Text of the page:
My point is you have to be a sportsman about these kinds of things and think about how you would feel if you have won that event 2 years in a row off of a hump and you had draw number 4 and watch somebody with a better draw than you, who has never fished that spot until they saw you win the event in that spot beat you to it. You would be plenty PO-ed and rightfully so.
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dhuff

Re: Spot Ethic question.
« Reply #8 on: December 05, 2006, 02:11:10 PM »

I never care if someone beats me to a spot that I didn't know or they didn't know I was going there.  That one case just ticked me off because he was my non boater from the year before and I helped him to try and catch fish.  Then the next year he sits on that spot from the morning all day. 
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canvsbk

Re: Spot Ethic question.
« Reply #9 on: December 05, 2006, 04:38:24 PM »

Find your own spots. NEVER give up a buddies or partners spot for any reason.
Everyone's been burnt before, it's not pleasant but it does happen. Be a man about it and be civil, do otherwise and surely you will be judged accordingly. I like to still be able to look a man in the eye back at the ramp.
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dartag

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Re: Spot Ethic question.
« Reply #10 on: December 05, 2006, 07:46:35 PM »

this debate was raged on the LSCN site.  3391 views,  53 posts.  most of it was about St-Clair spots.  it got pretty ugly.

http://www.lakestclair.net/forums/index.php?showtopic=19352&hl=spot+stealers


i do my pre-fishing and fish what i find..  never had a bad encounter on the water.   when there are 15 boats on a 300 it gets crowded.  i really like Cass since at 1000 acres there is lots of room.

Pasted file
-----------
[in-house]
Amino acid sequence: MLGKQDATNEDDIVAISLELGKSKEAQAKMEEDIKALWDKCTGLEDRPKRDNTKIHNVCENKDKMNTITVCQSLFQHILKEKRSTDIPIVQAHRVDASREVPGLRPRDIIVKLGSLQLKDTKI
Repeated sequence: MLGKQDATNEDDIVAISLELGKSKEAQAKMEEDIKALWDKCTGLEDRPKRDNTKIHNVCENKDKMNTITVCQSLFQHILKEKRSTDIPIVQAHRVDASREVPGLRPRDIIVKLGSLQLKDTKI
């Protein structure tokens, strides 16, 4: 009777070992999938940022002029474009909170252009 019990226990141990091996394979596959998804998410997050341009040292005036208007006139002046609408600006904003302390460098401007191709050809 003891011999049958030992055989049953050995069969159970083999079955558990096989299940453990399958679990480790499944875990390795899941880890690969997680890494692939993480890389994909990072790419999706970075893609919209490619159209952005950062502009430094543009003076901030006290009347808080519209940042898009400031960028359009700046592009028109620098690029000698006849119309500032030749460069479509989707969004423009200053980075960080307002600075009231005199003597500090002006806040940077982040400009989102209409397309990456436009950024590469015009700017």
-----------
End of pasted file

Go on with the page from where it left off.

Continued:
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dhuff

Re: Spot Ethic question.
« Reply #11 on: December 05, 2006, 10:11:42 PM »

Wow some guys are getting really worked up about that.  I am not going to that extreme.  It's just that when it happened to me I was more new to tournament fishing and the draw format left a bad taste in my mouth.  So as of now I would rather fish team tournaments with people I respect or fish the team tournaments alone.  I just wish we had another circuit almost like top bass that fished some of the other lakes around where you got to use your own boat and fish alone. 
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McCarter

Re: Spot Ethic question.
« Reply #12 on: December 06, 2006, 08:45:04 AM »

Wow some guys are getting really worked up about that.  I am not going to that extreme. 

Sometimes it is so blatant that people cant help but get worked up about it.  And in a lot of cases, its the same guys who, week after week, are being followed around and finding the same people on there spots come tournament day.  It is especially bad on LSC and Erie.